The undisturbed first hour: the benefits of bonding right after birth

Giving Birth

The undisturbed first hour: the benefits of bonding right after birth

Babies are usually separated from the mother immediately after birth. Some of these babies are missing the benefits of skin-to-skin time right after birth – also known as an undisturbed first hour.

Some studies have shown that what happens during the first hour of life can maximize the emotional bond between a mother and her baby. Uninterrupted contact between mother and newborn during the “golden hour” after birth can be really important to the child’s wellbeing.  After all, this is how children were born for millions of years.

Since cleaning, weighing, and measuring size right after birth are not really important to Your Child’s emotional well-being, there is no reason they can’t be delayed beyond the first hour.

What is first-hour bonding?
Immediately after birth, the baby is placed tummy down on the mother’s abdomen — even before being cleaned. A warm blanket is then placed over both mother and baby to keep Your Child warm. This procedure often slows the production of adrenaline (a stress hormone) and increases the production of oxytocin and prolactin hormones in the mother, which enhances bonding and breastfeeding. But there are other benefits:

4 reasons for first-hour bonding

Initiation of breastfeeding. Babies are born with an instinct to crawl to their mother’s breast and attach themselves to the nipple. This will happen right away if the baby is placed skin-to-skin with their mothers. It is now known as the ‘breast crawl’. The baby’s instinct coincides with the release of oxytocin and other hormones in the mother. Together they promote the success of breastfeeding. The sucking of the breast by the baby causes the release of hormones that help the mother connect to her child as well as cause the uterus to contract and stop bleeding. Studies have shown that nursing within the first 60 minutes of life improves infant survival rates and increases the likelihood of continued breastfeeding.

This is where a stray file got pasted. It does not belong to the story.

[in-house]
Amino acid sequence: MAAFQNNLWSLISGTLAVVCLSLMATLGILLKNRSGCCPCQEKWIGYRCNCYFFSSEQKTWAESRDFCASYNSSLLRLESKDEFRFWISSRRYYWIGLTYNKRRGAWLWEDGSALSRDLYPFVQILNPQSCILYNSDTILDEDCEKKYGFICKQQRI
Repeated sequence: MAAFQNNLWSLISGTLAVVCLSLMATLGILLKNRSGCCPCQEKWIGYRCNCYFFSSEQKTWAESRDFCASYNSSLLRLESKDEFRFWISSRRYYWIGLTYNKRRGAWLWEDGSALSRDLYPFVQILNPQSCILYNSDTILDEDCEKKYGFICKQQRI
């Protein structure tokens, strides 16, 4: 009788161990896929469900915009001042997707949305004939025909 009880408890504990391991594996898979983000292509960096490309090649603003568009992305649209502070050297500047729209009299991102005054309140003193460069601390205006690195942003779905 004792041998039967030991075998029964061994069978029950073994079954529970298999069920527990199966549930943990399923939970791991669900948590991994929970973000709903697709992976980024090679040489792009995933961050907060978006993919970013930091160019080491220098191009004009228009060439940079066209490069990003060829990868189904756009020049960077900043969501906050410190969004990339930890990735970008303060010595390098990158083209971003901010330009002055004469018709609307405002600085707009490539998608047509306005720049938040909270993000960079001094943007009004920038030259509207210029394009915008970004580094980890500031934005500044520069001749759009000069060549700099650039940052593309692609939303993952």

Body system regulation: Babies who are left skin-to-skin with their mothers for the first 60 minutes after birth have a better ability to regulate their temperature and respiration.

Promotes delayed cord clamping: Some of the hospitals that promote an undisturbed first hour also leave the umbilical cord intact while it is still pulsating. This can allow babies to still receive oxygen through the placenta while adjusting to breathing through their lungs.

Reduces stress in the baby: Babies are ready to interact with their mothers immediately after birth. If newborn babies aren’t exposed to medication, they will be alert, look into their mother’s eyes, and recognize the smell and sound of their voice. If babies are separated from their mothers they can be afraid or protest loudly.

Talk to your doctor about it
Many modern hospitals promote an undisturbed first hour as a better way to give birth. If you want this for you and Your Child, talk with your obstetrician if the hospital and the pediatric doctor, who might take care of your baby after birth, can make it happen.

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